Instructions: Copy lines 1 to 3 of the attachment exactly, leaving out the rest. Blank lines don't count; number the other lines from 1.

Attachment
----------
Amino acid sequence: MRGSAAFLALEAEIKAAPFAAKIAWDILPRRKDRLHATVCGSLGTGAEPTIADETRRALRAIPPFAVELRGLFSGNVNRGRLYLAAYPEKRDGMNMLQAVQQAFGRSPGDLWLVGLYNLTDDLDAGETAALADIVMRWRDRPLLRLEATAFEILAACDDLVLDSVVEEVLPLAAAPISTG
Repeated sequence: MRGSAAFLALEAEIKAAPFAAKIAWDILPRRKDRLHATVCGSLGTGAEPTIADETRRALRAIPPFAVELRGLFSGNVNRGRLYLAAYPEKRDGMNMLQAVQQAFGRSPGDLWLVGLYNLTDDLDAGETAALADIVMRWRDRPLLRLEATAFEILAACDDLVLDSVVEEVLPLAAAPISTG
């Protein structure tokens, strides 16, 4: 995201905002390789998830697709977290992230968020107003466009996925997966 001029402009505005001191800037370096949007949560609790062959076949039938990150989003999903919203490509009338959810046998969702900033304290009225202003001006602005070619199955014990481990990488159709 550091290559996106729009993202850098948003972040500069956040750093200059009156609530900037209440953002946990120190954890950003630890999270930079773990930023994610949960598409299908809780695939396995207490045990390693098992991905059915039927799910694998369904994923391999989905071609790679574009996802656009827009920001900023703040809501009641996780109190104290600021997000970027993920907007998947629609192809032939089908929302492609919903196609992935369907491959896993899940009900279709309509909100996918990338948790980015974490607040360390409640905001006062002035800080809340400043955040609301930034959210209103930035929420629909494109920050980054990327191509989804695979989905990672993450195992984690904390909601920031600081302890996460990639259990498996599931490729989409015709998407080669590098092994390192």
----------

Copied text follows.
Amino acid sequence: MRGSAAFLALEAEIKAAPFAAKIAWDILPRRKDRLHATVCGSLGTGAEPTIADETRRALRAIPPFAVELRGLFSGNVNRGRLYLAAYPEKRDGMNMLQAVQQAFGRSPGDLWLVGLYNLTDDLDAGETAALADIVMRWRDRPLLRLEATAFEILAACDDLVLDSVVEEVLPLAAAPISTG
Repeated sequence: MRGSAAFLALEAEIKAAPFAAKIAWDILPRRKDRLHATVCGSLGTGAEPTIADETRRALRAIPPFAVELRGLFSGNVNRGRLYLAAYPEKRDGMNMLQAVQQAFGRSPGDLWLVGLYNLTDDLDAGETAALADIVMRWRDRPLLRLEATAFEILAACDDLVLDSVVEEVLPLAAAPISTG
């Protein structure tokens, strides 16, 4: 995201905002390789998830697709977290992230968020107003466009996925997966 001029402009505005001191800037370096949007949560609790062959076949039938990150989003999903919203490509009338959810046998969702900033304290009225202003001006602005070619199955014990481990990488159709 550091290559996106729009993202850098948003972040500069956040750093200059009156609530900037209440953002946990120190954890950003630890999270930079773990930023994610949960598409299908809780695939396995207490045990390693098992991905059915039927799910694998369904994923391999989905071609790679574009996802656009827009920001900023703040809501009641996780109190104290600021997000970027993920907007998947629609192809032939089908929302492609919903196609992935369907491959896993899940009900279709309509909100996918990338948790980015974490607040360390409640905001006062002035800080809340400043955040609301930034959210209103930035929420629909494109920050980054990327191509989804695979989905990672993450195992984690904390909601920031600081302890996460990639259990498996599931490729989409015709998407080669590098092994390192």